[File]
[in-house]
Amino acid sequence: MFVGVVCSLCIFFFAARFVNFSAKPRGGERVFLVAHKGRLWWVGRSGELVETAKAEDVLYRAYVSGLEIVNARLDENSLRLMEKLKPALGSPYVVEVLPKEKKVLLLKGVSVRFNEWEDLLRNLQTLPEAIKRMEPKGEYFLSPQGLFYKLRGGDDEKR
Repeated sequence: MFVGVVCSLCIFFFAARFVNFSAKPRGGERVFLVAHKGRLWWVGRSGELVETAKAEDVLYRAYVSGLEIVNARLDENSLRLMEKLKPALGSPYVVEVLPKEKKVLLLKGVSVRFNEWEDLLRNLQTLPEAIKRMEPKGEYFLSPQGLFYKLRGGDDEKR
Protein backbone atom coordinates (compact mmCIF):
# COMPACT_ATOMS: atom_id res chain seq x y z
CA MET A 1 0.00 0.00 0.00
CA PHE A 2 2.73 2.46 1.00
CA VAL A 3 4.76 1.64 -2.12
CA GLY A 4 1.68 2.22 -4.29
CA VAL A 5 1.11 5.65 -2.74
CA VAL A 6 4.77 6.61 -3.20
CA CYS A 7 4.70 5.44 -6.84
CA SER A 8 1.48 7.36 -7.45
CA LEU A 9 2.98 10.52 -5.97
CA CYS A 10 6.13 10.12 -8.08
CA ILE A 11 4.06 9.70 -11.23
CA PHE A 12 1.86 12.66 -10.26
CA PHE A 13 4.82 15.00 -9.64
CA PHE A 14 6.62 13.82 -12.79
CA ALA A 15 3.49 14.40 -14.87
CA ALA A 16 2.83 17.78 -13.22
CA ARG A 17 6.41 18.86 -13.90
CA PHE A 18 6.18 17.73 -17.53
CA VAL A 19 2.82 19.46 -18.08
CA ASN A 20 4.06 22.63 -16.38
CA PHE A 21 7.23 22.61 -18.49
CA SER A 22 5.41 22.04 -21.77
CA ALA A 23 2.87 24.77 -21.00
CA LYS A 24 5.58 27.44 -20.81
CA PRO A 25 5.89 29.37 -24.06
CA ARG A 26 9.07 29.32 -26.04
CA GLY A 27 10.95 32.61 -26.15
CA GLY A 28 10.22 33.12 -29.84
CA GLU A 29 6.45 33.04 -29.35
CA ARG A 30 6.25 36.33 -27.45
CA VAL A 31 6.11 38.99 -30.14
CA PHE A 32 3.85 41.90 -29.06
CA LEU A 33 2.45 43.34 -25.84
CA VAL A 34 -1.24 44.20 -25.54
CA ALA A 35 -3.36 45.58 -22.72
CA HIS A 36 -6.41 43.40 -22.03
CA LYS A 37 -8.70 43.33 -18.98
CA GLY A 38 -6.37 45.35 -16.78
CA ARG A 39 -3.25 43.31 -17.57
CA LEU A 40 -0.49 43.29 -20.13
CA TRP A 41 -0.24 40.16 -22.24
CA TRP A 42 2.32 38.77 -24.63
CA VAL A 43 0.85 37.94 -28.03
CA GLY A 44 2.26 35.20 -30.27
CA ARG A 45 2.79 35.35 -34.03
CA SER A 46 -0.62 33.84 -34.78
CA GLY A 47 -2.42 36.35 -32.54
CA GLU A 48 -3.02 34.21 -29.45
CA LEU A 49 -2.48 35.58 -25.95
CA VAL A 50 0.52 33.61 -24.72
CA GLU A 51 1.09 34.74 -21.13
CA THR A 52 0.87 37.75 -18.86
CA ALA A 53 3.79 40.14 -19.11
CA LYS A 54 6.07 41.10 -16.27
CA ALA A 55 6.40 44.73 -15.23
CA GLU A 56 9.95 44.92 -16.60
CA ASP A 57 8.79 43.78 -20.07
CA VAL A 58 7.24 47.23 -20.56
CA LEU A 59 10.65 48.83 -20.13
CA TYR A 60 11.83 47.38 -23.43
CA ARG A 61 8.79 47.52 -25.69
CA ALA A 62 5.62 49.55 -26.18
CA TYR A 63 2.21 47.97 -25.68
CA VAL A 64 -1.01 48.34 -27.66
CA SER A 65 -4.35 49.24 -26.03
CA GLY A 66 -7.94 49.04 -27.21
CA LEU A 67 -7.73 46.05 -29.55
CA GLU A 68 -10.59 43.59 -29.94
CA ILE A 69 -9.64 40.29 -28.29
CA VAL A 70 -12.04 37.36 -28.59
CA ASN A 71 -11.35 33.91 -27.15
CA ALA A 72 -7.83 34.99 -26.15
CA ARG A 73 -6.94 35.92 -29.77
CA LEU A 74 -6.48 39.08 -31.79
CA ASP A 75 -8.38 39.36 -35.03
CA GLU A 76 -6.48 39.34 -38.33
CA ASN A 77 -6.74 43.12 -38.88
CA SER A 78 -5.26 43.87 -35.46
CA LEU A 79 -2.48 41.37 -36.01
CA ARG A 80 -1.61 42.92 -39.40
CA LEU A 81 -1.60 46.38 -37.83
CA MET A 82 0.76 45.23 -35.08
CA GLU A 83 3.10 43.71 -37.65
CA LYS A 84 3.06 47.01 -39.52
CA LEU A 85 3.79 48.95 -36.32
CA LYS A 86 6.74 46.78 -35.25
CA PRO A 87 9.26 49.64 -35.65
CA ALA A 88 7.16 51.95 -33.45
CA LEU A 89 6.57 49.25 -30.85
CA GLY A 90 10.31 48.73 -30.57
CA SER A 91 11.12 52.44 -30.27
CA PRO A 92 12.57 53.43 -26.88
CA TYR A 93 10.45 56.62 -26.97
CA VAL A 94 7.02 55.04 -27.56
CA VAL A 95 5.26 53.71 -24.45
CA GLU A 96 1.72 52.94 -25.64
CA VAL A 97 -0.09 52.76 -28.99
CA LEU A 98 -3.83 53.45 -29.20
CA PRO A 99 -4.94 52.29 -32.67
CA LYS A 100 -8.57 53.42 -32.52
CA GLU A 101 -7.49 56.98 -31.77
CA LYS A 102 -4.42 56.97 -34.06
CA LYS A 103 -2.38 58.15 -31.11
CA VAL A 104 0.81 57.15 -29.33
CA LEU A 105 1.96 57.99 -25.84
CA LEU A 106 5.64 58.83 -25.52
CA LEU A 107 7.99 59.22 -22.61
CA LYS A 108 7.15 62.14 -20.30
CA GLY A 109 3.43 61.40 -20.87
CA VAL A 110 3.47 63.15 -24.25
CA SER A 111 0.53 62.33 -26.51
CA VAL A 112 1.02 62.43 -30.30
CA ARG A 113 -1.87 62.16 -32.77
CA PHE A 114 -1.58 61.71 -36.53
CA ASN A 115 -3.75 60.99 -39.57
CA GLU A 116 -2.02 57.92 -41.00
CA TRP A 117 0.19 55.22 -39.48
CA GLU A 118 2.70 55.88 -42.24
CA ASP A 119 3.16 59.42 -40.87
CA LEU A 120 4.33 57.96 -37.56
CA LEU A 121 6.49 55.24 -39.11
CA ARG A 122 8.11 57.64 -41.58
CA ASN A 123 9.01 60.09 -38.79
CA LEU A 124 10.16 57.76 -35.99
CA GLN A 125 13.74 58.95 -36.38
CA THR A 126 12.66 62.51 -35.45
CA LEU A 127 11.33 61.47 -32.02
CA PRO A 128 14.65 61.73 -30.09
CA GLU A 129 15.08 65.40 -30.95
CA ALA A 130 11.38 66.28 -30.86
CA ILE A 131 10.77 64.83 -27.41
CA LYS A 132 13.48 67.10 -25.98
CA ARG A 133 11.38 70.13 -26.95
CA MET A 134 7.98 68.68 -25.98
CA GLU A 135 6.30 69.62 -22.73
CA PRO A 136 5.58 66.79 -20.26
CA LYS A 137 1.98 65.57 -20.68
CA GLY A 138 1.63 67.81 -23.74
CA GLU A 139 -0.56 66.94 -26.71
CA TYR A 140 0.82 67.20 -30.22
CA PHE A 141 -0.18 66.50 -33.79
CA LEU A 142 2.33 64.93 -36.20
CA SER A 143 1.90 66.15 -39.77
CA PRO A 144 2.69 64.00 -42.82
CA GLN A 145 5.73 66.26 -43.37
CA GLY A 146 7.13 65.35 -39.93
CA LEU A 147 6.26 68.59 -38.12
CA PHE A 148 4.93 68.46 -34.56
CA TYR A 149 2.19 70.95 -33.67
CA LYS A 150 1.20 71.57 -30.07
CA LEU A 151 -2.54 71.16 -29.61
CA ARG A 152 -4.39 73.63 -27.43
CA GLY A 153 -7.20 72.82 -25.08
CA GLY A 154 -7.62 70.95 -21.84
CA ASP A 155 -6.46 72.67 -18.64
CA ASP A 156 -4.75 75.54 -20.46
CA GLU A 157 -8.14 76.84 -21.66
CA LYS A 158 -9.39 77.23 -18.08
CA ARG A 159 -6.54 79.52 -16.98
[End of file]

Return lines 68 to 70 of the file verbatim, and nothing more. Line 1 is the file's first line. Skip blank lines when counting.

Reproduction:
CA TYR A 63 2.21 47.97 -25.68
CA VAL A 64 -1.01 48.34 -27.66
CA SER A 65 -4.35 49.24 -26.03